Sir Gawain and the Green Knight
Legends from the Ancient North: Five classics of Norse literature that inspired J. R. R. Tolkien's epic vision in The Hobbit and The Lord of the Rings
Legendary fantasy writer J. R. R. Tolkien spent much of his life studying, translating, and teaching the ancient tales of northern Europe at Oxford and drew on them for his own writing. These epic stories, with their wizards and knights, dragons and trolls, cursed rings and magic swords, are as fascinating today as they were thousands of year ago. Reading them brings us as close as we will ever get to the magical worlds of the Vikings and the origins of their twentieth-century counterpart: Tolkien’s Middle Earth.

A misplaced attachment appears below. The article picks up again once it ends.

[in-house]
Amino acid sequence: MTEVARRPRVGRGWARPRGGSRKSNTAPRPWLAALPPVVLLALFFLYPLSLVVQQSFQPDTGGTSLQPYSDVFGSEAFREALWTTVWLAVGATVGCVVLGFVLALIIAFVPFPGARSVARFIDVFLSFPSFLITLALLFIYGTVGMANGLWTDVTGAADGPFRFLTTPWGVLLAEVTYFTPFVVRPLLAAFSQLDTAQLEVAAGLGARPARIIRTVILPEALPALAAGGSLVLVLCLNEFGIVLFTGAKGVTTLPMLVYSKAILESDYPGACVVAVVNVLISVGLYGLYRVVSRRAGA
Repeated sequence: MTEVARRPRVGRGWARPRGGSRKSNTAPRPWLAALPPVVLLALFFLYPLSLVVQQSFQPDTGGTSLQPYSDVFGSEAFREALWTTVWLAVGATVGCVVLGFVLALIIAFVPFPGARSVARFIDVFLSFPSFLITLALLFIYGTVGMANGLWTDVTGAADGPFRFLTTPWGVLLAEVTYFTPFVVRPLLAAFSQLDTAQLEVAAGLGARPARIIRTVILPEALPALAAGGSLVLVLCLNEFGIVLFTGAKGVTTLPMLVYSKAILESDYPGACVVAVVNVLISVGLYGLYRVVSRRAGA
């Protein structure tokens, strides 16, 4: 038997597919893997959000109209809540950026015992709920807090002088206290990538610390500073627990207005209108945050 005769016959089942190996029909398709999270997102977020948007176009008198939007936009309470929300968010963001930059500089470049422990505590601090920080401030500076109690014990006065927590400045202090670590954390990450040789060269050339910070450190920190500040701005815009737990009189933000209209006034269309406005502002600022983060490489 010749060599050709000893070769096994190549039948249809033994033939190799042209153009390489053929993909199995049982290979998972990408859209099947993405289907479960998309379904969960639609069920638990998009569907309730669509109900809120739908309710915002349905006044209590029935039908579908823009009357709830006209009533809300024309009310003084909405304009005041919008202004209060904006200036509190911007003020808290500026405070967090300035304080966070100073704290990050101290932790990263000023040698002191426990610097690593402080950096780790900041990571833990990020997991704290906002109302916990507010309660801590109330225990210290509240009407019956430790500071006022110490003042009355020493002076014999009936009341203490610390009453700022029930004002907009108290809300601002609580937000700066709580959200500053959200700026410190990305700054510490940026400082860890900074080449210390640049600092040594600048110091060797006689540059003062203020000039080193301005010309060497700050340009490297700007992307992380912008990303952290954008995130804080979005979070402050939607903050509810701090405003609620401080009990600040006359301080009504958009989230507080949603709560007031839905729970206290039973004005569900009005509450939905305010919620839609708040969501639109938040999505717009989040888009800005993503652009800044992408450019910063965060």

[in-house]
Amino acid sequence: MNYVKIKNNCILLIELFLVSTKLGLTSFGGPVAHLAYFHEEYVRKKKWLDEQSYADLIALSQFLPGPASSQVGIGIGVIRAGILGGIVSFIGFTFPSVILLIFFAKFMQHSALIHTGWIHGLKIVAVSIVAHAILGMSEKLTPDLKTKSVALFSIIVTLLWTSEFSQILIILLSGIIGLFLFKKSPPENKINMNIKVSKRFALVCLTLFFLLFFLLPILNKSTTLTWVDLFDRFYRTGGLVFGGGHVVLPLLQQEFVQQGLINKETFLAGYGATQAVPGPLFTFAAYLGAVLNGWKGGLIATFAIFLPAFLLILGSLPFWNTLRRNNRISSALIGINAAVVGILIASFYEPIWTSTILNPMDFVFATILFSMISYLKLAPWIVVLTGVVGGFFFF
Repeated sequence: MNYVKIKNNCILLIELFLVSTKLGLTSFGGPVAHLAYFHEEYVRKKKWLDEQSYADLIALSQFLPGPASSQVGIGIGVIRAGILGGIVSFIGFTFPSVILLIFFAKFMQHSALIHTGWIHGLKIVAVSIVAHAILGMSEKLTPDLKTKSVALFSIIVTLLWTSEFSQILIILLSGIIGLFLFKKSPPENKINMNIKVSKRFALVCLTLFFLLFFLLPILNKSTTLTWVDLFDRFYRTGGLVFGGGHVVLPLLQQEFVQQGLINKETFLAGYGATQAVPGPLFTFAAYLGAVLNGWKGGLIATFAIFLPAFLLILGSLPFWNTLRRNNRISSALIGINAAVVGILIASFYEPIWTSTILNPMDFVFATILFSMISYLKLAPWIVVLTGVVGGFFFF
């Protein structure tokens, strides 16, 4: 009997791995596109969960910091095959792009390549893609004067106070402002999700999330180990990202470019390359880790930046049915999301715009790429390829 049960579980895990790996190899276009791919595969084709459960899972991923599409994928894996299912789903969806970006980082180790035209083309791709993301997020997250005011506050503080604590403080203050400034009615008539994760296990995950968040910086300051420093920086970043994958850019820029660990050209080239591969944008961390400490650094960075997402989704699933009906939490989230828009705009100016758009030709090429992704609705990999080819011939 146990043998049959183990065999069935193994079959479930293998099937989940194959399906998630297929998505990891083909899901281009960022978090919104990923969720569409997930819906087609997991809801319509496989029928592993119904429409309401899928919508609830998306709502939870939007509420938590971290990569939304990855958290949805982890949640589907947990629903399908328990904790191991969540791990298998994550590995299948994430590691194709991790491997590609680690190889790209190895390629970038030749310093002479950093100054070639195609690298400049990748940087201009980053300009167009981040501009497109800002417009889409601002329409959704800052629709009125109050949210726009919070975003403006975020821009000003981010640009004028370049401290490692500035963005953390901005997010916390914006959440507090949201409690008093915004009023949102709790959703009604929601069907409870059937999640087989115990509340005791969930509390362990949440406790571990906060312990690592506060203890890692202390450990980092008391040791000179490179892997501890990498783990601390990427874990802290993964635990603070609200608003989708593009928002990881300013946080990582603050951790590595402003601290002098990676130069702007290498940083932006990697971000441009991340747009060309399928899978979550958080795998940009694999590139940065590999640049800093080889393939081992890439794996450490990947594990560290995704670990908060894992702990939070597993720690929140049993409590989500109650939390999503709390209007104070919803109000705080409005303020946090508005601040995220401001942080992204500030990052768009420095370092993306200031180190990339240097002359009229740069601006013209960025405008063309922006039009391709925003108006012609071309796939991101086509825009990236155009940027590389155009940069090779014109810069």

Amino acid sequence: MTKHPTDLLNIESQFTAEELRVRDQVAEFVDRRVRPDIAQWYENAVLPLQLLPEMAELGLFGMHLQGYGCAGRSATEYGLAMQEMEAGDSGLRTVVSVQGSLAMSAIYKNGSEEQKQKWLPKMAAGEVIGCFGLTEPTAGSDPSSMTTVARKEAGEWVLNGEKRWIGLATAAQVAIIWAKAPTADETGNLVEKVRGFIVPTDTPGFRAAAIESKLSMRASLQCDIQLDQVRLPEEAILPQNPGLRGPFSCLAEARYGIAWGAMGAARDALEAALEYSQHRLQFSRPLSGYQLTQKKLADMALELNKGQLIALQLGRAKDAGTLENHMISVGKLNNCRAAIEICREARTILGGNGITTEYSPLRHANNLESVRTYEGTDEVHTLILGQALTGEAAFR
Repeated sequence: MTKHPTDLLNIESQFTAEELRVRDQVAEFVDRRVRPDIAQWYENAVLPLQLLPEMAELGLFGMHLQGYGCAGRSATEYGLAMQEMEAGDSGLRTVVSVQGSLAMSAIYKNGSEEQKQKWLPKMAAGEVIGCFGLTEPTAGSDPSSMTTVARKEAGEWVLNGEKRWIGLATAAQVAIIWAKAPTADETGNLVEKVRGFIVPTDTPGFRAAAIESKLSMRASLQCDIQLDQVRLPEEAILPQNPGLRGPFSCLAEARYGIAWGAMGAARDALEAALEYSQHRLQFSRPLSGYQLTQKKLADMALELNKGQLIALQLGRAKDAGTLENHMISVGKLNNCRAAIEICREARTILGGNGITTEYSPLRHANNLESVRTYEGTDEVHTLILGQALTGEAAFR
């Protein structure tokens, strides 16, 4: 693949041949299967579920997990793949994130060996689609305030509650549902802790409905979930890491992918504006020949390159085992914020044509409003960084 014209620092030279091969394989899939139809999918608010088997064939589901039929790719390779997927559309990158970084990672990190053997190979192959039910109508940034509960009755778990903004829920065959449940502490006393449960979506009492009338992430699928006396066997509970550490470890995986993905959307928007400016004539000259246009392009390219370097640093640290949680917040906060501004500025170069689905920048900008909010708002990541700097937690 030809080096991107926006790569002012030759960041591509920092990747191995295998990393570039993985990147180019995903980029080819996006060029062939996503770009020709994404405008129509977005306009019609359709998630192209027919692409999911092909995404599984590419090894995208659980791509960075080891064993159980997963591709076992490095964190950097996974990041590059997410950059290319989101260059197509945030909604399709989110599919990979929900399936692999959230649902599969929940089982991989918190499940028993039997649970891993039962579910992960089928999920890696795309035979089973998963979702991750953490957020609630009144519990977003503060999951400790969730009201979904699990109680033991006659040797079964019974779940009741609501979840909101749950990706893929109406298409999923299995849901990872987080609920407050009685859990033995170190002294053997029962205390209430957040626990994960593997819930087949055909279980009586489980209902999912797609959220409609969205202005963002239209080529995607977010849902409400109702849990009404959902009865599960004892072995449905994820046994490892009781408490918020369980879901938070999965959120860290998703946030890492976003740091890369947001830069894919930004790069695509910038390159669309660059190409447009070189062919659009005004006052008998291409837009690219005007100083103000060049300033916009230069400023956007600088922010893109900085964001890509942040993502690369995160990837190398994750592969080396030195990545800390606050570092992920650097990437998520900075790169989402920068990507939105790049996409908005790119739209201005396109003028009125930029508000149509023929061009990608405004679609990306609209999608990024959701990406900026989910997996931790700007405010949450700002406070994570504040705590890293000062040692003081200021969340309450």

Composed in the fourteenth century, Sir Gawain and the Green Knight is as beloved as it is venerable, combining the hallmarks of medieval romance—pageantry, chivalry, and courtly love—with the charm of fairy tales and heroic sagas. When a mysterious green knight rides on horseback into King Arthur’s court, interrupting a New Year’s feast, he issues a challenge: if any of King Arthur’s men can behead him and he survives, then a year later he is entitled to return the strike. Sir Gawain takes up the challenge and decapitates the green knight, only to see him pick up his severed head and ride away, leaving Gawain to seek him out to fulfill their pact. Blending Celtic myth and Christian faith, Sir Gawain and the Green Knight is a Middle English masterpiece of magic, chivalry, and seduction.